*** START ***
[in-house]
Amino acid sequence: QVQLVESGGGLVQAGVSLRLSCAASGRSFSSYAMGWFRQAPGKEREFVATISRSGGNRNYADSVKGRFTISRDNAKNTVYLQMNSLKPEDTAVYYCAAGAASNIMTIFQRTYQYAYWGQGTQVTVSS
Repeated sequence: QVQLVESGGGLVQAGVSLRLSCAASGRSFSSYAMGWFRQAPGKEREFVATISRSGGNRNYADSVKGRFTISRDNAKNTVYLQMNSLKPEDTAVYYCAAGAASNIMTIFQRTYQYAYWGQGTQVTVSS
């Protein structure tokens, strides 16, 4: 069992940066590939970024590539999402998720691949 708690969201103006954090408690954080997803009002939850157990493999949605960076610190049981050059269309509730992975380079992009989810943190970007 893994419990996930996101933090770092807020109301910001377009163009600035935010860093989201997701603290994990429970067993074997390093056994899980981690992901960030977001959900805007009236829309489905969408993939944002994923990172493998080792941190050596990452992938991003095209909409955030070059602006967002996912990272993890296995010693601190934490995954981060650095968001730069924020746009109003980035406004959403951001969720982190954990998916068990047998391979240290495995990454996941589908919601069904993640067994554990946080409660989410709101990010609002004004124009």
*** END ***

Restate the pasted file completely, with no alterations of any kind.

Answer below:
[in-house]
Amino acid sequence: QVQLVESGGGLVQAGVSLRLSCAASGRSFSSYAMGWFRQAPGKEREFVATISRSGGNRNYADSVKGRFTISRDNAKNTVYLQMNSLKPEDTAVYYCAAGAASNIMTIFQRTYQYAYWGQGTQVTVSS
Repeated sequence: QVQLVESGGGLVQAGVSLRLSCAASGRSFSSYAMGWFRQAPGKEREFVATISRSGGNRNYADSVKGRFTISRDNAKNTVYLQMNSLKPEDTAVYYCAAGAASNIMTIFQRTYQYAYWGQGTQVTVSS
């Protein structure tokens, strides 16, 4: 069992940066590939970024590539999402998720691949 708690969201103006954090408690954080997803009002939850157990493999949605960076610190049981050059269309509730992975380079992009989810943190970007 893994419990996930996101933090770092807020109301910001377009163009600035935010860093989201997701603290994990429970067993074997390093056994899980981690992901960030977001959900805007009236829309489905969408993939944002994923990172493998080792941190050596990452992938991003095209909409955030070059602006967002996912990272993890296995010693601190934490995954981060650095968001730069924020746009109003980035406004959403951001969720982190954990998916068990047998391979240290495995990454996941589908919601069904993640067994554990946080409660989410709101990010609002004004124009």